Radiological dose reconstruction for birds reconciles outcomes of Fukushima with knowledge of dose-effect relationships.

Garnier-Laplace J, Beaugelin-Seiller K, Della-Vedova C, Métivier JM, Ritz C, Mousseau TA, Møller AP - Sci Rep (2015)

Log logistic model fitted to randomly predicted total number of birds derived from the global GLMM, and its ED50 prediction and associated 95% Confidence Interval (ED50 is the total absorbed dose causing a 50% reduction in the total number of birds).
© Copyright Policy - open-access
Related In: Results  -  Collection

License
Show All Figures
getmorefigures.php?uid=PMC4645120&req=5

f4: Log logistic model fitted to randomly predicted total number of birds derived from the global GLMM, and its ED50 prediction and associated 95% Confidence Interval (ED50 is the total absorbed dose causing a 50% reduction in the total number of birds).
Mentions: Dose –response modelling based on a subset of randomly selected total doses and corresponding total number of birds estimated from the previously fitted GLMM (Table 2) allowed us to predict that a total absorbed dose of 0.55 Gy with CI 95% [0.45; 0.70] caused a 50% loss in the total number of birds (Fig. 4).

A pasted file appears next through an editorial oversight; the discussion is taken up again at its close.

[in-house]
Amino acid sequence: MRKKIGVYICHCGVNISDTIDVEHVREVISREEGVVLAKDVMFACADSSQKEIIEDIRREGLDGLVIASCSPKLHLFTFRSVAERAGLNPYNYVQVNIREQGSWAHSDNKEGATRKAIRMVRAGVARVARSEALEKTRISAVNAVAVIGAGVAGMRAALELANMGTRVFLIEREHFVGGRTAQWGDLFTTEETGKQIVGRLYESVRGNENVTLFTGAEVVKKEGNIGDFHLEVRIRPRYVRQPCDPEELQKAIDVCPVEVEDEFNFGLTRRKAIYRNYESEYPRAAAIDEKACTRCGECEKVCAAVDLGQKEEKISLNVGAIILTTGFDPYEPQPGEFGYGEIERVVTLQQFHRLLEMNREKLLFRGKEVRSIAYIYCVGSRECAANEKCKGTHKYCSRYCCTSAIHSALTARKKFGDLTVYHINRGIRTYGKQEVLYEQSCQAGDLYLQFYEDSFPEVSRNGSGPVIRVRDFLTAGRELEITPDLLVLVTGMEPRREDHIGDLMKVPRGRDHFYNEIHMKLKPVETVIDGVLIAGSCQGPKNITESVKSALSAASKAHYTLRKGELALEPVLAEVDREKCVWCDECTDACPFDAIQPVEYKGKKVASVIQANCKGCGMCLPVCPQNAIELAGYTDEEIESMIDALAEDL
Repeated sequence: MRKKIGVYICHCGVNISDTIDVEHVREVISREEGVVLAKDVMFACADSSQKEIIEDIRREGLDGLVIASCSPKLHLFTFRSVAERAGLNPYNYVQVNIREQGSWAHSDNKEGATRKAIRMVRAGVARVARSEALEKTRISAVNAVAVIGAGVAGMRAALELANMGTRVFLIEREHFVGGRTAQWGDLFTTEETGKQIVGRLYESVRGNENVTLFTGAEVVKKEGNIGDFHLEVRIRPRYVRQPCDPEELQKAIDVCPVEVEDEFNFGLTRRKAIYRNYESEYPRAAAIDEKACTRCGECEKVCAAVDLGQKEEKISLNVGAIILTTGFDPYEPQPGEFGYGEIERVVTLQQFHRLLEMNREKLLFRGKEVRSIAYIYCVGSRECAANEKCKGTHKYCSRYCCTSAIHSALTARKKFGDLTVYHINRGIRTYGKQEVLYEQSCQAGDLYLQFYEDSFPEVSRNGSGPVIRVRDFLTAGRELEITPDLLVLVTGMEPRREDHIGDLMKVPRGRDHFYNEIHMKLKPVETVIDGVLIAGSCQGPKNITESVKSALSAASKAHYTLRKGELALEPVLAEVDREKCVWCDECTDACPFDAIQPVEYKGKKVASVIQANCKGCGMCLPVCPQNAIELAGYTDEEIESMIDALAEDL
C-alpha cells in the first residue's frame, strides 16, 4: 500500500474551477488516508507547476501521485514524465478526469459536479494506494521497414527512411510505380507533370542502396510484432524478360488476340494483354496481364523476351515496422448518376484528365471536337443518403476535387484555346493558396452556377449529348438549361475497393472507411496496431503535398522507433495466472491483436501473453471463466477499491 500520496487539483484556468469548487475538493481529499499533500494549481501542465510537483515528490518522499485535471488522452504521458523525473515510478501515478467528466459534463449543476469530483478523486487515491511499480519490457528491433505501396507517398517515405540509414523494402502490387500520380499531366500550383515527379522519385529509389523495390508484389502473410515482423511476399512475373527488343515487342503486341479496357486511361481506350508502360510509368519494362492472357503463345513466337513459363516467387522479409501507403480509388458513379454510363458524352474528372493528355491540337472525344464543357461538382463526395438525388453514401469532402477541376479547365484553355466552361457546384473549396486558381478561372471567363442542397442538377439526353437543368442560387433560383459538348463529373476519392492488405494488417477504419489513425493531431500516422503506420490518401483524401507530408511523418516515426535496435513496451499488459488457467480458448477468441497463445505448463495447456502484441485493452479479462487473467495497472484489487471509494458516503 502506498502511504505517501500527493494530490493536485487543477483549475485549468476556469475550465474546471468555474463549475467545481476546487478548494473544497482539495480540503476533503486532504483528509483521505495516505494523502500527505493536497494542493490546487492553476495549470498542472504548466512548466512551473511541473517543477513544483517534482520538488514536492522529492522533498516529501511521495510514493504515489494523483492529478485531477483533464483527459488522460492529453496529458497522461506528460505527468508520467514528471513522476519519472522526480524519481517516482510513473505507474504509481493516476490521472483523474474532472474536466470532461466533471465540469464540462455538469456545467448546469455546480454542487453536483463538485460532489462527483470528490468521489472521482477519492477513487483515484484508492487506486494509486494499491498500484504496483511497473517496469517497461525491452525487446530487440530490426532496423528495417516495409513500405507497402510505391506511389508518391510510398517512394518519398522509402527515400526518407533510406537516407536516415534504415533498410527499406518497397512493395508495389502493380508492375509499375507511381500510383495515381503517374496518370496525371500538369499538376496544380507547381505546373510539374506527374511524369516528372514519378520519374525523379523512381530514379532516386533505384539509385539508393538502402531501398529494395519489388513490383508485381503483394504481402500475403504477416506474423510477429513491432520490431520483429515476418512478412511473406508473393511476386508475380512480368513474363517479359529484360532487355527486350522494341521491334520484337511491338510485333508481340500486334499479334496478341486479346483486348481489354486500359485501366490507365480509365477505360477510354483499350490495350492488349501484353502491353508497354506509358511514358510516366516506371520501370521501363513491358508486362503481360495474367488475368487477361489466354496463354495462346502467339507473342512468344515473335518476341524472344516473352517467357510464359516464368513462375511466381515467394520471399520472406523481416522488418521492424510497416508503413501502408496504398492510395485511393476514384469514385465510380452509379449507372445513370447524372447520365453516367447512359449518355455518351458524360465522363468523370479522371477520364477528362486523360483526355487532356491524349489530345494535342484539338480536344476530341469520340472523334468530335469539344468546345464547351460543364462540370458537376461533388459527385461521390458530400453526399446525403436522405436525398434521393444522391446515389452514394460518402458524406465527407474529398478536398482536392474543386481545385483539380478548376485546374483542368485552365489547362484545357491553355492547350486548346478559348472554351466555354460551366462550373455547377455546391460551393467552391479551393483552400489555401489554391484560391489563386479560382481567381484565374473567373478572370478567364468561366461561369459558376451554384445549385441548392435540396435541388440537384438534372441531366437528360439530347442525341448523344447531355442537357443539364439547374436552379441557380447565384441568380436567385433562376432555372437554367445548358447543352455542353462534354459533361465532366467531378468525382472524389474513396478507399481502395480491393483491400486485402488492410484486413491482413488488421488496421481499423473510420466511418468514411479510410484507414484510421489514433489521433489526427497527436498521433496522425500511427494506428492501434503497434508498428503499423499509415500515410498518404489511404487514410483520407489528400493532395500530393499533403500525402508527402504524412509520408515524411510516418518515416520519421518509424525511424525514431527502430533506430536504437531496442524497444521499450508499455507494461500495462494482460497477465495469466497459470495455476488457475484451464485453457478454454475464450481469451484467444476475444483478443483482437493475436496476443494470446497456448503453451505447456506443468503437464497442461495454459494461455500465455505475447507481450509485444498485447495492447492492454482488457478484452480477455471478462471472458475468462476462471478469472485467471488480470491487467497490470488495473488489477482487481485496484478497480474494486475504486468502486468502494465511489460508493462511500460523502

Bottom Line: Among the 57 species constituting the observed bird community, we found that 90% were likely chronically exposed at a dose rate that could potentially affect their reproductive success.We estimated that a total dose of 0.55 Gy reduced by 50% the total number of birds in the study area over 2011-2014.The data also suggest a significant positive relationship between total dose and species diversity.

View Article: PubMed Central - PubMed

Affiliation: Institut de Radioprotection et de Sûreté Nucléaire, Pôle Radioprotection, Environnement, Déchets, Crise, PRP-ENV/SERIS, Cadarache, Bâtiment 159, BP3, F-13115 Saint Paul lez Durance Cedex, France.

ABSTRACT
We reconstructed the radiological dose for birds observed at 300 census sites in the 50-km northwest area affected by the accident at the Fukushima Daiichi nuclear power plant over 2011-2014. Substituting the ambient dose rate measured at the census points (from 0.16 to 31 μGy h(-1)) with the dose rate reconstructed for adult birds of each species (from 0.3 to 97 μGy h(-1)), we confirmed that the overall bird abundance at Fukushima decreased with increasing total doses. This relationship was directly consistent with exposure levels found in the literature to induce physiological disturbances in birds. Among the 57 species constituting the observed bird community, we found that 90% were likely chronically exposed at a dose rate that could potentially affect their reproductive success. We quantified a loss of 22.6% of the total number of individuals per increment of one unit log10-tansformed total dose (in Gy), over the four-year post-accident period in the explored area. We estimated that a total dose of 0.55 Gy reduced by 50% the total number of birds in the study area over 2011-2014. The data also suggest a significant positive relationship between total dose and species diversity.

No MeSH data available.


Related in: MedlinePlus